By John Lawrence
The UCSD campus is again tense. In the wake of the anxiety and anger created by the Regents’ decisions last November, the battle concerning the rehiring of Dr. Herbert Marcuse is adding new fuel to the already strained administration-student and university-community relationships.
Contrary to what most people think, at this point it is not the student dissidents that are seeking campus confrontations, but the extreme Right, particularly in San Diego. Thus, Governor Reagan has been consistently quoted in the press as saying that “the time for a confrontation on the campuses is here.” He, his government and his right wing allies have consistently acted to bring that confrontation about in order to be able to implement repressive measures with the goal of stifling the student movement.
His most powerful ally in San Diego has been and is the Copley Press. In the past few years, it has used every means available to vilify Marcuse and arouse the community resentment against him. One of its more noteworthy contributions to this cause was a series of front page articles and editorials perpetuating the lie that Marcuse had invited Red Rudy Dutschke to come to UCSD as his student and his ‘agitator’.
Taking their cue from the Governor, and with the aid of the Copley Press in mobiIizing community pressure, the American Legion has for the past year engaged in a systematic pressure campaign on the University Administration to dismiss Marcuse on the basis of his political philosophy.
The response of the Administration has consistently been to repudiate the Legion’s demand as interfering with academic freedom and to assert that the retention of Marcuse would be considered solely on the basis of his academic qualifications. But it has equally consistently left open the possibility that he might be dismissed on the basis of age. (Marcuse is 71, and over the mandatory retirement age of 65, which is the reason his contract has to be renewed on a yearly basis.)
This position has worried many students who fear that the administration is attempting to find a way to accommodate the community (after all, the University does need money to operate) and get rid of Marcuse, while at the same time saving the face of academic freedom though not academic freedom itself.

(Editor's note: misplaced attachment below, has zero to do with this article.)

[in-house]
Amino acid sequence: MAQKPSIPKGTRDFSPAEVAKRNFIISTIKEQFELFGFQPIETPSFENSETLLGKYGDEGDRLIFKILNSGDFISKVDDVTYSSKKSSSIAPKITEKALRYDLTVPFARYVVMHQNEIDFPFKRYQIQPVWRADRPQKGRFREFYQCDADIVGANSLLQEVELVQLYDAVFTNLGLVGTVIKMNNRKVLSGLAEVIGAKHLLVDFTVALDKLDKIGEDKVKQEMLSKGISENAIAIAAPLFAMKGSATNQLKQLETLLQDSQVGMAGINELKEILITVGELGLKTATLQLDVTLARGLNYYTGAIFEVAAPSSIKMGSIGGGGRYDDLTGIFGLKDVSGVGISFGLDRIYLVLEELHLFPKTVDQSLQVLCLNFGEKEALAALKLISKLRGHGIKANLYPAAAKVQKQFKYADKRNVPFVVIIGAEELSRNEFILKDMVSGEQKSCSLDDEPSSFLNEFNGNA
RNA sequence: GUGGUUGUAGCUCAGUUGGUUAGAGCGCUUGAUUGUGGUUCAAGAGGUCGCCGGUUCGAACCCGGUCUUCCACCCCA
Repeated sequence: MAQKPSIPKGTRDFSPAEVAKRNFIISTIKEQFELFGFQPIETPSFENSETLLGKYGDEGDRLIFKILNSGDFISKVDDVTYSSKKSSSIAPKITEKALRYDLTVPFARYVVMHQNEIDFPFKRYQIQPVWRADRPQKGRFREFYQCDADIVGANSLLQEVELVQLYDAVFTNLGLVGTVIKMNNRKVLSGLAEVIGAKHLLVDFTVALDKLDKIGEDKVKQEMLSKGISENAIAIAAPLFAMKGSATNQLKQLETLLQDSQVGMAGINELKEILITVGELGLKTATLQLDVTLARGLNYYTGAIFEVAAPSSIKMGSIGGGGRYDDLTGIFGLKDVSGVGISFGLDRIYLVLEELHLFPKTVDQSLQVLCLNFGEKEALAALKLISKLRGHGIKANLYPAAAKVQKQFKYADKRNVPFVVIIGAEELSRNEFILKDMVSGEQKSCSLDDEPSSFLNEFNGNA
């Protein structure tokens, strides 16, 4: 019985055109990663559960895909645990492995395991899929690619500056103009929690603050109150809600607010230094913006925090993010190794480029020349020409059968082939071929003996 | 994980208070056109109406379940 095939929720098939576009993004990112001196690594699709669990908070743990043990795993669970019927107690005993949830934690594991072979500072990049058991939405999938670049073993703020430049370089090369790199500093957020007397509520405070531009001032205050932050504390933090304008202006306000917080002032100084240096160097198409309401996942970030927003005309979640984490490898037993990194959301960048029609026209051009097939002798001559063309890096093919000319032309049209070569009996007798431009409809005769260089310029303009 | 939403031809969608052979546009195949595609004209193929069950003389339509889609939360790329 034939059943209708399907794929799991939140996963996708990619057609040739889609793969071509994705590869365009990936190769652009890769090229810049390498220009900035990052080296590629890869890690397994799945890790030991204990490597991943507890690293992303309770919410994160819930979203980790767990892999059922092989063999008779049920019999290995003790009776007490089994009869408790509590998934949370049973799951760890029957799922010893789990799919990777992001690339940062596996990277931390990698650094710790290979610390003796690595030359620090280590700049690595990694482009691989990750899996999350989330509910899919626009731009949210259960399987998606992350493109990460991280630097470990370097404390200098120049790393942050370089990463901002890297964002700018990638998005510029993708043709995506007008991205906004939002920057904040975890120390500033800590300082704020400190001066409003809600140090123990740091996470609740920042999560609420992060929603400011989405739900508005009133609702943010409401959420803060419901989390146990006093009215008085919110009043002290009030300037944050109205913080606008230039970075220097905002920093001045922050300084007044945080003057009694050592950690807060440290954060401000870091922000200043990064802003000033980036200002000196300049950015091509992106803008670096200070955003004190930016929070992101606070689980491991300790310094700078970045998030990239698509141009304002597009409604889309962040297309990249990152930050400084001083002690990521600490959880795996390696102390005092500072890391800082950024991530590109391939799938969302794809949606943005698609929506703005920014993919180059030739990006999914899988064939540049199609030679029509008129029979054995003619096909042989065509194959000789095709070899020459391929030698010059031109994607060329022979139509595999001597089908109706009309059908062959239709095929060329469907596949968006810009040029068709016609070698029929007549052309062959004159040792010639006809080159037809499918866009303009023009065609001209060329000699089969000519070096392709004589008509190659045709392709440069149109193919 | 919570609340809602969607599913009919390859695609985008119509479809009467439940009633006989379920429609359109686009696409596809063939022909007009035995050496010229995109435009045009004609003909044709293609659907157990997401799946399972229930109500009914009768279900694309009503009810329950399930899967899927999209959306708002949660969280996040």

Any refusal to rehire Marcuse will obviously be a concession to right wing pressure. The academic grounds simply do not exist. As a teacher, he is probably the most respected and loved professor on campus. His lectures and seminars are filled to capacity with both auditing and enrolled students. As a writer, he publishes voluminously, and his works are probably more widely read both within and without the University than the books of all other UCSD professors combined.
The age argument is equally senile: he is in superb mental and physical health. Moreover, it would apply with equal force to a number of other celebrated professors on campus, notably Harold Urey and Seymour Harris. Presumably, age in their cases would not constitute grounds for not rehiring them as their politics are more reactionary.
The students’ fear of losing Marcuse is genuine and deep. When the equivocal nature of the administration’s position became increasingly clear in the last few school days before Christmas vacation, they acted in response by circulating a petition expressing THEIR desire to have Marcuse remain at UCSD. Well over a thousand signatures were obtained in less than a single day.
Not surprisingly, however, this move apparently has made very little impact on those empowered to decide on this matter – modern bureaucracies are not known for their responsiveness to the needs of those people whose activities they administer. The rumor that somehow the Administration will refuse to rehire Marcuse is persistant and intensifying. It emanates from the secretarial grapevine, which has acquired a high reputation of accuracy in past performances.